It's been a year since a group of people stormed into his house, assaulted Mohammed Akhlaq and his son on suspicion of having killed a cow for its meat.
But a year later, the trial against the 18 accused in the case is proceeding slowly forward and the court is still to frame charges against them.
So what has happened so far?
- 18 persons have been booked for murder
- The chargesheet in the case was filed in December 2015, but it was only in April 2016 that it was sent to a fast track court
- The court has had 18 hearings. There were proceedings in five of them.
- There were 8 adjournments due to pleas from defence lawyers, two hearings in which additional documents were sought and two days on which the judge was on leave, reports the Indian Express.
- A major factor for the delay was the fact that the defence had moved an application seeking an FIR against Akhlaq's family for allegedly slaughtering a cow, says the Economic Times.
- Three of the suspects were found to be minors and are out on bail, the report says.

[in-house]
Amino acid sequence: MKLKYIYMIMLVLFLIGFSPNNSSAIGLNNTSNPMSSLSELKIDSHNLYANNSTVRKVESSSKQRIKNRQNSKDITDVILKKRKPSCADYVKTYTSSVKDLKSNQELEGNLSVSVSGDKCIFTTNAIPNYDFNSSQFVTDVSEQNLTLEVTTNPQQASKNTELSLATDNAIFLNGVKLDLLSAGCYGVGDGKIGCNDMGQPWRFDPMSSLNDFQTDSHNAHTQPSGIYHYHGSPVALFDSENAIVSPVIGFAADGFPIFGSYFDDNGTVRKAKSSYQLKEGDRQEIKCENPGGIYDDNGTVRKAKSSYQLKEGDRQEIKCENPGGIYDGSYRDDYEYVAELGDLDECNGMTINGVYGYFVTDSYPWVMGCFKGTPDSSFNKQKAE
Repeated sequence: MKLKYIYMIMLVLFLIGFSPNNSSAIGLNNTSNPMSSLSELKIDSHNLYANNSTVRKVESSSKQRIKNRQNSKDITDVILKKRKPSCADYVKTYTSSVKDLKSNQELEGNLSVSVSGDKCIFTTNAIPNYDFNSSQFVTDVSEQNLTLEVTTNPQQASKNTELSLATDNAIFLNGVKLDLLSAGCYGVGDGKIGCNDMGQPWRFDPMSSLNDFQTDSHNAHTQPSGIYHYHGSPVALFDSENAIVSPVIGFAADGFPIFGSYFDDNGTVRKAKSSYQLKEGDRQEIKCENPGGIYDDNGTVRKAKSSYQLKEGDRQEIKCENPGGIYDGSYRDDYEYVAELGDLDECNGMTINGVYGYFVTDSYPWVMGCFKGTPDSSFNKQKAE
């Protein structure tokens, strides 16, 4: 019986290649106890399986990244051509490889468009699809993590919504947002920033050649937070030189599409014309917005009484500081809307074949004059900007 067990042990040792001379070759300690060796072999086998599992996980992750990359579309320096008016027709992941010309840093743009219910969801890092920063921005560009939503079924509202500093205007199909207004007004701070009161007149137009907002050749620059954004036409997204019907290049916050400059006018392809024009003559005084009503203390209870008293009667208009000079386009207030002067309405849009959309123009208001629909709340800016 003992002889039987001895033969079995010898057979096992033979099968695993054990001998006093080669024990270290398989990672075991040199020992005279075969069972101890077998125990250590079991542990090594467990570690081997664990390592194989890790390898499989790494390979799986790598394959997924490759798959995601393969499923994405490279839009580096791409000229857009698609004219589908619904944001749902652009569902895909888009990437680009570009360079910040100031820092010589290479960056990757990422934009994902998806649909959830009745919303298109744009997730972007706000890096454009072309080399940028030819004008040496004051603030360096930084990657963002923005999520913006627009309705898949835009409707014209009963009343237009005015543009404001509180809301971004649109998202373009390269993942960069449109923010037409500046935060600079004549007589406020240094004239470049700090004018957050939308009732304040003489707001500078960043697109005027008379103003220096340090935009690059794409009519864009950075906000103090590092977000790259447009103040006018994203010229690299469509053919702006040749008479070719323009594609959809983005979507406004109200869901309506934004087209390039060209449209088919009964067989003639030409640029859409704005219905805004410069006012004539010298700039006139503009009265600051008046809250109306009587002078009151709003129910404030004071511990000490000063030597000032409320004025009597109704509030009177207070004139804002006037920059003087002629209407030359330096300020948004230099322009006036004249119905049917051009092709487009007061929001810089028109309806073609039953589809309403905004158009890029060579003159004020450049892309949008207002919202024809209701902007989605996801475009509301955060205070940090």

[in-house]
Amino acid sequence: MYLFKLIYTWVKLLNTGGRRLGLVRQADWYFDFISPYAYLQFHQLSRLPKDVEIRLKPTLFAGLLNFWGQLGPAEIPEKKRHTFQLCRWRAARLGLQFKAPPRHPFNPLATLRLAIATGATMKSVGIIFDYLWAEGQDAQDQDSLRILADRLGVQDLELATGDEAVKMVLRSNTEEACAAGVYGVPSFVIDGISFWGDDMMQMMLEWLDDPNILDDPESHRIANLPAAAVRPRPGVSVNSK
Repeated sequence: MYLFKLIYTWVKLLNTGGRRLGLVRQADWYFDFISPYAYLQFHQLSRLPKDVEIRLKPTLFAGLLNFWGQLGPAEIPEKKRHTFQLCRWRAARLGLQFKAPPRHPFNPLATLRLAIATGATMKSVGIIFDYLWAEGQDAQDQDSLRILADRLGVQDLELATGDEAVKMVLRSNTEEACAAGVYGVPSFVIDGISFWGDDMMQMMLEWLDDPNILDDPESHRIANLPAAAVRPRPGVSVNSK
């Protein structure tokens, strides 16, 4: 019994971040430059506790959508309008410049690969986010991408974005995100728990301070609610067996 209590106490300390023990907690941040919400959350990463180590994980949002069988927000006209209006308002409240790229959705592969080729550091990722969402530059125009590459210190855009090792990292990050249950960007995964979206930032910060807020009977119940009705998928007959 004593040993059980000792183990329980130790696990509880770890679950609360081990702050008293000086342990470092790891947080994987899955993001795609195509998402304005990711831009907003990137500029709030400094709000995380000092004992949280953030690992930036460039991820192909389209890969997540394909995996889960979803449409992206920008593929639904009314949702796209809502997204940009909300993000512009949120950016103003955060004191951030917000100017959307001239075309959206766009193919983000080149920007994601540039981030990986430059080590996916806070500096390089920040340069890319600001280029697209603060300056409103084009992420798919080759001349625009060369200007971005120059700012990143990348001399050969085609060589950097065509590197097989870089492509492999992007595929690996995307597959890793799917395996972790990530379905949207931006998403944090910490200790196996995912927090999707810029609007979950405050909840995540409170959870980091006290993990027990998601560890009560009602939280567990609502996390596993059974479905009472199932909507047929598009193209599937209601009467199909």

But is the speed of the trial really a surprise?
National Crime Records Bureau (NCRB) figures for 2015 show that in Uttar Pradesh only 34 cases were completed in less than a year in cases under additional session judges.
A majority of the cases before additional sessions judges were found to have taken anywhere between 3 to 10 years.
Akhlaq's case, while causing a national storm, is unlikely to have an outcome very quickly despite it being before a fast track court. The next hearing of the case is on October 28, when the court might frame charges against the accused. We can only hope that by the second anniversary of the incident, a verdict will be in.